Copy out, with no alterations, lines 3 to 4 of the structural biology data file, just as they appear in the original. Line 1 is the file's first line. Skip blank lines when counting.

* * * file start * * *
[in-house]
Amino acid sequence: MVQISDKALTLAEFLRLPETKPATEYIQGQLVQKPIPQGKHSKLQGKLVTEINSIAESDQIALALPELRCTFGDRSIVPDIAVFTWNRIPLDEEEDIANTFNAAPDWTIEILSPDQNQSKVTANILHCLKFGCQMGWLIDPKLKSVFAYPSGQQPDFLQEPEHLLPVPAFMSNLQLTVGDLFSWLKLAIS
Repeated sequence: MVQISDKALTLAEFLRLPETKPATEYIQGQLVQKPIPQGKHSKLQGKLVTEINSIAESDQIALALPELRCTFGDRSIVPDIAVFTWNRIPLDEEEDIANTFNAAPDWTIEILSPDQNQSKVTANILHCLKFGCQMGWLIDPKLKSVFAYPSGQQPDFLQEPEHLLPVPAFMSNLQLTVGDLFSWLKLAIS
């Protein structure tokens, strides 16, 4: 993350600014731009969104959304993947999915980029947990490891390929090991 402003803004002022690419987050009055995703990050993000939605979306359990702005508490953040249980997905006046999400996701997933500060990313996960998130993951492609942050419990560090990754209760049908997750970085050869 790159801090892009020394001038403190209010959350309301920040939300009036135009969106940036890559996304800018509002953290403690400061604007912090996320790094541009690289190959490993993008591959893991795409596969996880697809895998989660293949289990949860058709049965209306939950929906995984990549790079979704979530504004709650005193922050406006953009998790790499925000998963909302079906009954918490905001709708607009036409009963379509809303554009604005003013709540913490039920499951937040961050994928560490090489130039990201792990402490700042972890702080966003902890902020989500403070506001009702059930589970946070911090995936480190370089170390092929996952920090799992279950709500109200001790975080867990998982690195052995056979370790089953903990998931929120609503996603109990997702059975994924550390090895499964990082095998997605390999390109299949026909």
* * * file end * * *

Repeated sequence: MVQISDKALTLAEFLRLPETKPATEYIQGQLVQKPIPQGKHSKLQGKLVTEINSIAESDQIALALPELRCTFGDRSIVPDIAVFTWNRIPLDEEEDIANTFNAAPDWTIEILSPDQNQSKVTANILHCLKFGCQMGWLIDPKLKSVFAYPSGQQPDFLQEPEHLLPVPAFMSNLQLTVGDLFSWLKLAIS
């Protein structure tokens, strides 16, 4: 993350600014731009969104959304993947999915980029947990490891390929090991 402003803004002022690419987050009055995703990050993000939605979306359990702005508490953040249980997905006046999400996701997933500060990313996960998130993951492609942050419990560090990754209760049908997750970085050869 790159801090892009020394001038403190209010959350309301920040939300009036135009969106940036890559996304800018509002953290403690400061604007912090996320790094541009690289190959490993993008591959893991795409596969996880697809895998989660293949289990949860058709049965209306939950929906995984990549790079979704979530504004709650005193922050406006953009998790790499925000998963909302079906009954918490905001709708607009036409009963379509809303554009604005003013709540913490039920499951937040961050994928560490090489130039990201792990402490700042972890702080966003902890902020989500403070506001009702059930589970946070911090995936480190370089170390092929996952920090799992279950709500109200001790975080867990998982690195052995056979370790089953903990998931929120609503996603109990997702059975994924550390090895499964990082095998997605390999390109299949026909």